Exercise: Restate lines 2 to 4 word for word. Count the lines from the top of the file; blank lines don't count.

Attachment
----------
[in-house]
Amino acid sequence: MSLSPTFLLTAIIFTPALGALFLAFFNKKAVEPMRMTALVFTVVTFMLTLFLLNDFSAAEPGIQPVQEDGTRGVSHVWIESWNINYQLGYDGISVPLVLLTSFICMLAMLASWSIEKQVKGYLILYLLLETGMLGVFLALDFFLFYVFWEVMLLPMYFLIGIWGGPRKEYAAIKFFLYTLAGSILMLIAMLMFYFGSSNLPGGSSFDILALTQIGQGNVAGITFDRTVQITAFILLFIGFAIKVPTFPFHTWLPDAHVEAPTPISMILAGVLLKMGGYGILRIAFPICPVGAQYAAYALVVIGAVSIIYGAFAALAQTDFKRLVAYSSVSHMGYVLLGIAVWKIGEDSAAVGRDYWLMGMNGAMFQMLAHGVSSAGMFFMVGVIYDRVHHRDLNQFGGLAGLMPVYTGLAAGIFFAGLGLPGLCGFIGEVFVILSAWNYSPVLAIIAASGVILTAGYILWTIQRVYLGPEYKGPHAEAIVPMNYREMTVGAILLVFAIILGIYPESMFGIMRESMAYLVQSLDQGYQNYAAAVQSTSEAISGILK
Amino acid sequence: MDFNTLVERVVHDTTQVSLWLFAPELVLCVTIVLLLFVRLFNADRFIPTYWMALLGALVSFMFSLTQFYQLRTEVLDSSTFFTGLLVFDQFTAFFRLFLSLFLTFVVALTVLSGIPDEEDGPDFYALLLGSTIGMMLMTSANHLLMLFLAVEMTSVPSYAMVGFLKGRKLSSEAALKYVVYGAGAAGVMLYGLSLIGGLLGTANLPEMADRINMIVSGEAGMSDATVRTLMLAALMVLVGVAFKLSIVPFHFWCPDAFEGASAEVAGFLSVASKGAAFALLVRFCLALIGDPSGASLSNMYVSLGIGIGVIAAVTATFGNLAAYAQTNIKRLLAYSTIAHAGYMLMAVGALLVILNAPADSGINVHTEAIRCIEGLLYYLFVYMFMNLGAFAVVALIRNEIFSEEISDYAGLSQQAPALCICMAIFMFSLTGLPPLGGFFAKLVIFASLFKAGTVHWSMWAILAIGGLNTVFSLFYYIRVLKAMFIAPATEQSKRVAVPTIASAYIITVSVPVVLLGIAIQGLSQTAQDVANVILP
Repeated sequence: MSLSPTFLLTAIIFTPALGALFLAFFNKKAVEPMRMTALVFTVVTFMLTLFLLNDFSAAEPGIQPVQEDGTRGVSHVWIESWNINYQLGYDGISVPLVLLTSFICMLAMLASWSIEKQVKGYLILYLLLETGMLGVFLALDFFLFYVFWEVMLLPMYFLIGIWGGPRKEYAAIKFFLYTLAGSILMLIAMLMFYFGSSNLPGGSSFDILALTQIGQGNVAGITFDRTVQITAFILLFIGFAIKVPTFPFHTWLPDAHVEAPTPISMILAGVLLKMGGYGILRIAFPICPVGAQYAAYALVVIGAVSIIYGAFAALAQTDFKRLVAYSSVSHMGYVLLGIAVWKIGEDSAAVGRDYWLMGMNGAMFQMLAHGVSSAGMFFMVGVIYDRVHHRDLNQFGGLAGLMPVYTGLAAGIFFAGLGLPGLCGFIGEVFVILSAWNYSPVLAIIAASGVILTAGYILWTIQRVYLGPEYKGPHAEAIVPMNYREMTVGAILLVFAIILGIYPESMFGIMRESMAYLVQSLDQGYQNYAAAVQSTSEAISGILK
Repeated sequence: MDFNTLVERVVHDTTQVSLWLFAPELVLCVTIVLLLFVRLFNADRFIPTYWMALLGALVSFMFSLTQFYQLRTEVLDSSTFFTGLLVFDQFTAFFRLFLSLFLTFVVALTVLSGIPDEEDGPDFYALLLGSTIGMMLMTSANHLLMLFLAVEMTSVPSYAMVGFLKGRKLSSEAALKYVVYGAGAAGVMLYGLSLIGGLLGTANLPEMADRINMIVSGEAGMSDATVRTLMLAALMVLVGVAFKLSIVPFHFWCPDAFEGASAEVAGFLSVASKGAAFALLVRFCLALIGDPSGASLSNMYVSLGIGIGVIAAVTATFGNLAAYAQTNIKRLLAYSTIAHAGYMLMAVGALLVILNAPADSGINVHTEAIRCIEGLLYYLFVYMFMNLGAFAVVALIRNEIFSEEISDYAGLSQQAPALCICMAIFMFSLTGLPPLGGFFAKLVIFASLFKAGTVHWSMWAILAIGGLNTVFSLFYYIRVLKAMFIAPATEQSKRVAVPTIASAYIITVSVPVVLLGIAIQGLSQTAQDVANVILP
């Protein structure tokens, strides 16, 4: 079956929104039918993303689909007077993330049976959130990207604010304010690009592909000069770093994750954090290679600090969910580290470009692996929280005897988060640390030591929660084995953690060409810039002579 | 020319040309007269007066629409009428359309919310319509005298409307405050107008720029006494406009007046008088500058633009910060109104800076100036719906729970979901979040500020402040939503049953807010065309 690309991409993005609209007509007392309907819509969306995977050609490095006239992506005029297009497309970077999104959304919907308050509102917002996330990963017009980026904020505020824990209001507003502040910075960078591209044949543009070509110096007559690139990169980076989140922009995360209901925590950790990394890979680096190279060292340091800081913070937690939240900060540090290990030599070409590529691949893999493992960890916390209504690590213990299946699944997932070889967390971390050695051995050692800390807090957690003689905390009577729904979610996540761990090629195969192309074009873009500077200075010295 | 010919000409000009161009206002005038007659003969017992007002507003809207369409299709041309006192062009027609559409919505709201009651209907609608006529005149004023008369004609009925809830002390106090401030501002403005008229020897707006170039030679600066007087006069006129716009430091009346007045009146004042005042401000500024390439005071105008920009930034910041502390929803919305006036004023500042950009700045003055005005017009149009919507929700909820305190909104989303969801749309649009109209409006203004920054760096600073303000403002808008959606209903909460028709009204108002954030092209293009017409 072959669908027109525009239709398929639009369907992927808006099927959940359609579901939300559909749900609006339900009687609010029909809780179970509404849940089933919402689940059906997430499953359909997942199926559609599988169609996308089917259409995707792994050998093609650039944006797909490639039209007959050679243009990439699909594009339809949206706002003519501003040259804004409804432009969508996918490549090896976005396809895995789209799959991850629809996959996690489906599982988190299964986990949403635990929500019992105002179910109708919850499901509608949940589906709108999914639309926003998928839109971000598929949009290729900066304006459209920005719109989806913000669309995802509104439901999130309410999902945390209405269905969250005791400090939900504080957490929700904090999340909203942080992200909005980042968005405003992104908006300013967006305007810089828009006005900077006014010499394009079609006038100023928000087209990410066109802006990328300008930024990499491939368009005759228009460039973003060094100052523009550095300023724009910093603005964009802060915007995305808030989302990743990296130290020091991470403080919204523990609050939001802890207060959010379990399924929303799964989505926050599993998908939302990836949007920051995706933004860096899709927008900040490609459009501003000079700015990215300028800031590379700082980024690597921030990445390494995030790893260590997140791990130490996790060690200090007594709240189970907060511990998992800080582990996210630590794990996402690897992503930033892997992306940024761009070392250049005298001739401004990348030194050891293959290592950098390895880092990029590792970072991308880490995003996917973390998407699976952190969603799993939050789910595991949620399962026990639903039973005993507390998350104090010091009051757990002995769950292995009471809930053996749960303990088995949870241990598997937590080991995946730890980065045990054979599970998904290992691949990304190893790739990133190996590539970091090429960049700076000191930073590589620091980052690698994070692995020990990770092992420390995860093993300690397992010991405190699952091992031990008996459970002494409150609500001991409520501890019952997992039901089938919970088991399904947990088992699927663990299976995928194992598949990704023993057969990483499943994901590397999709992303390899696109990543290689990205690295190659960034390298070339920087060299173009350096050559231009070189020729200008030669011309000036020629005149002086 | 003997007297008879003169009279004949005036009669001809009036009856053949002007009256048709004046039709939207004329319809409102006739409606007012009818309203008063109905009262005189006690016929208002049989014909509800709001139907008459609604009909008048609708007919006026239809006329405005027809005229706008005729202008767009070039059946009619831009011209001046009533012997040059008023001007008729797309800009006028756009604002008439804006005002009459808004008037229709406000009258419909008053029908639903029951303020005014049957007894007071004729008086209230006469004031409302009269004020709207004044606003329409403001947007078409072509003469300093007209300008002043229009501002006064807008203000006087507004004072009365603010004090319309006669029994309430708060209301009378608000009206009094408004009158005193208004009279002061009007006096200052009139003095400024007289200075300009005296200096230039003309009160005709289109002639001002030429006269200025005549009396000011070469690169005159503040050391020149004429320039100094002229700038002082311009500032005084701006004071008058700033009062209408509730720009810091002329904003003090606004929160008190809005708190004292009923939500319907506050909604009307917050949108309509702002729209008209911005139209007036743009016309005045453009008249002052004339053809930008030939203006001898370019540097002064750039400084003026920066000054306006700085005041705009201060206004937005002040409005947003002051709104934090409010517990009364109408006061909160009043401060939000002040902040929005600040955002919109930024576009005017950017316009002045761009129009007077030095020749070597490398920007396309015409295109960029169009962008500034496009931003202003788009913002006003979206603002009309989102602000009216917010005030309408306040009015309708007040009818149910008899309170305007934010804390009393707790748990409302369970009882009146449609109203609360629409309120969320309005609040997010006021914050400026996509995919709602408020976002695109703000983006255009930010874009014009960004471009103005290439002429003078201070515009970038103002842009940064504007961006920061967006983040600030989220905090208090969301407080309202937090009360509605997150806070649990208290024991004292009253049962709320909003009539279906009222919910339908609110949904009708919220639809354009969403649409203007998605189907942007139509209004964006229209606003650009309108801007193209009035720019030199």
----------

Amino acid sequence: MSLSPTFLLTAIIFTPALGALFLAFFNKKAVEPMRMTALVFTVVTFMLTLFLLNDFSAAEPGIQPVQEDGTRGVSHVWIESWNINYQLGYDGISVPLVLLTSFICMLAMLASWSIEKQVKGYLILYLLLETGMLGVFLALDFFLFYVFWEVMLLPMYFLIGIWGGPRKEYAAIKFFLYTLAGSILMLIAMLMFYFGSSNLPGGSSFDILALTQIGQGNVAGITFDRTVQITAFILLFIGFAIKVPTFPFHTWLPDAHVEAPTPISMILAGVLLKMGGYGILRIAFPICPVGAQYAAYALVVIGAVSIIYGAFAALAQTDFKRLVAYSSVSHMGYVLLGIAVWKIGEDSAAVGRDYWLMGMNGAMFQMLAHGVSSAGMFFMVGVIYDRVHHRDLNQFGGLAGLMPVYTGLAAGIFFAGLGLPGLCGFIGEVFVILSAWNYSPVLAIIAASGVILTAGYILWTIQRVYLGPEYKGPHAEAIVPMNYREMTVGAILLVFAIILGIYPESMFGIMRESMAYLVQSLDQGYQNYAAAVQSTSEAISGILK
Amino acid sequence: MDFNTLVERVVHDTTQVSLWLFAPELVLCVTIVLLLFVRLFNADRFIPTYWMALLGALVSFMFSLTQFYQLRTEVLDSSTFFTGLLVFDQFTAFFRLFLSLFLTFVVALTVLSGIPDEEDGPDFYALLLGSTIGMMLMTSANHLLMLFLAVEMTSVPSYAMVGFLKGRKLSSEAALKYVVYGAGAAGVMLYGLSLIGGLLGTANLPEMADRINMIVSGEAGMSDATVRTLMLAALMVLVGVAFKLSIVPFHFWCPDAFEGASAEVAGFLSVASKGAAFALLVRFCLALIGDPSGASLSNMYVSLGIGIGVIAAVTATFGNLAAYAQTNIKRLLAYSTIAHAGYMLMAVGALLVILNAPADSGINVHTEAIRCIEGLLYYLFVYMFMNLGAFAVVALIRNEIFSEEISDYAGLSQQAPALCICMAIFMFSLTGLPPLGGFFAKLVIFASLFKAGTVHWSMWAILAIGGLNTVFSLFYYIRVLKAMFIAPATEQSKRVAVPTIASAYIITVSVPVVLLGIAIQGLSQTAQDVANVILP
Repeated sequence: MSLSPTFLLTAIIFTPALGALFLAFFNKKAVEPMRMTALVFTVVTFMLTLFLLNDFSAAEPGIQPVQEDGTRGVSHVWIESWNINYQLGYDGISVPLVLLTSFICMLAMLASWSIEKQVKGYLILYLLLETGMLGVFLALDFFLFYVFWEVMLLPMYFLIGIWGGPRKEYAAIKFFLYTLAGSILMLIAMLMFYFGSSNLPGGSSFDILALTQIGQGNVAGITFDRTVQITAFILLFIGFAIKVPTFPFHTWLPDAHVEAPTPISMILAGVLLKMGGYGILRIAFPICPVGAQYAAYALVVIGAVSIIYGAFAALAQTDFKRLVAYSSVSHMGYVLLGIAVWKIGEDSAAVGRDYWLMGMNGAMFQMLAHGVSSAGMFFMVGVIYDRVHHRDLNQFGGLAGLMPVYTGLAAGIFFAGLGLPGLCGFIGEVFVILSAWNYSPVLAIIAASGVILTAGYILWTIQRVYLGPEYKGPHAEAIVPMNYREMTVGAILLVFAIILGIYPESMFGIMRESMAYLVQSLDQGYQNYAAAVQSTSEAISGILK